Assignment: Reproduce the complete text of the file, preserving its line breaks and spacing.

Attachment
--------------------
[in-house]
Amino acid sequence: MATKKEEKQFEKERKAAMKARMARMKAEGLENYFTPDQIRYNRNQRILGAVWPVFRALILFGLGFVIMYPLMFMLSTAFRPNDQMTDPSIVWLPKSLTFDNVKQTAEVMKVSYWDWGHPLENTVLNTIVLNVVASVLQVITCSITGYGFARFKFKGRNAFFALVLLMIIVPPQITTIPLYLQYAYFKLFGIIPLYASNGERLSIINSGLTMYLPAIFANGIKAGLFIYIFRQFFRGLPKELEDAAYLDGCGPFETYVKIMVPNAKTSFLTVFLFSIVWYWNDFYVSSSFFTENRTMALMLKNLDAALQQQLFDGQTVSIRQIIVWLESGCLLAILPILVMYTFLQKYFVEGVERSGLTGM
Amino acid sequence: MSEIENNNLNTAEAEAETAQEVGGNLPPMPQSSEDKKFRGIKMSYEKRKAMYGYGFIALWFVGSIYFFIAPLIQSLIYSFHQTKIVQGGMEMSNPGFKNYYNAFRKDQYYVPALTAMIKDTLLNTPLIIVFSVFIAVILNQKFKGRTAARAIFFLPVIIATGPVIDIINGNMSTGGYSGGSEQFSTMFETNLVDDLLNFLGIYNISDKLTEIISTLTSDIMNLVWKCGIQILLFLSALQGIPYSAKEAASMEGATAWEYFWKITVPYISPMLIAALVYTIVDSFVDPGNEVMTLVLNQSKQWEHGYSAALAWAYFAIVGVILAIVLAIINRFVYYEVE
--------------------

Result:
[in-house]
Amino acid sequence: MATKKEEKQFEKERKAAMKARMARMKAEGLENYFTPDQIRYNRNQRILGAVWPVFRALILFGLGFVIMYPLMFMLSTAFRPNDQMTDPSIVWLPKSLTFDNVKQTAEVMKVSYWDWGHPLENTVLNTIVLNVVASVLQVITCSITGYGFARFKFKGRNAFFALVLLMIIVPPQITTIPLYLQYAYFKLFGIIPLYASNGERLSIINSGLTMYLPAIFANGIKAGLFIYIFRQFFRGLPKELEDAAYLDGCGPFETYVKIMVPNAKTSFLTVFLFSIVWYWNDFYVSSSFFTENRTMALMLKNLDAALQQQLFDGQTVSIRQIIVWLESGCLLAILPILVMYTFLQKYFVEGVERSGLTGM
Amino acid sequence: MSEIENNNLNTAEAEAETAQEVGGNLPPMPQSSEDKKFRGIKMSYEKRKAMYGYGFIALWFVGSIYFFIAPLIQSLIYSFHQTKIVQGGMEMSNPGFKNYYNAFRKDQYYVPALTAMIKDTLLNTPLIIVFSVFIAVILNQKFKGRTAARAIFFLPVIIATGPVIDIINGNMSTGGYSGGSEQFSTMFETNLVDDLLNFLGIYNISDKLTEIISTLTSDIMNLVWKCGIQILLFLSALQGIPYSAKEAASMEGATAWEYFWKITVPYISPMLIAALVYTIVDSFVDPGNEVMTLVLNQSKQWEHGYSAALAWAYFAIVGVILAIVLAIINRFVYYEVE